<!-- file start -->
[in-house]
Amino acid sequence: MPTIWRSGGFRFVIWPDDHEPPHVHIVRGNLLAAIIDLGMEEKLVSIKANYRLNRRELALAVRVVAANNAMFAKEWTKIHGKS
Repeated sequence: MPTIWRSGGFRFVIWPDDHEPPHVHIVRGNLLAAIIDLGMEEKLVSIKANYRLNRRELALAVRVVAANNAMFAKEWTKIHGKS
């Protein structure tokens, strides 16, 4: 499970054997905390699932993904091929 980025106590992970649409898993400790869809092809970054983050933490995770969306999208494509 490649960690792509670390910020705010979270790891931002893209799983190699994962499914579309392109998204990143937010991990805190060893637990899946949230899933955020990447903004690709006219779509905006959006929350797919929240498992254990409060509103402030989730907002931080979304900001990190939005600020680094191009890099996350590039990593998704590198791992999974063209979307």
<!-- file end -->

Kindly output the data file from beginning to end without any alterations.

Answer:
[in-house]
Amino acid sequence: MPTIWRSGGFRFVIWPDDHEPPHVHIVRGNLLAAIIDLGMEEKLVSIKANYRLNRRELALAVRVVAANNAMFAKEWTKIHGKS
Repeated sequence: MPTIWRSGGFRFVIWPDDHEPPHVHIVRGNLLAAIIDLGMEEKLVSIKANYRLNRRELALAVRVVAANNAMFAKEWTKIHGKS
């Protein structure tokens, strides 16, 4: 499970054997905390699932993904091929 980025106590992970649409898993400790869809092809970054983050933490995770969306999208494509 490649960690792509670390910020705010979270790891931002893209799983190699994962499914579309392109998204990143937010991990805190060893637990899946949230899933955020990447903004690709006219779509905006959006929350797919929240498992254990409060509103402030989730907002931080979304900001990190939005600020680094191009890099996350590039990593998704590198791992999974063209979307």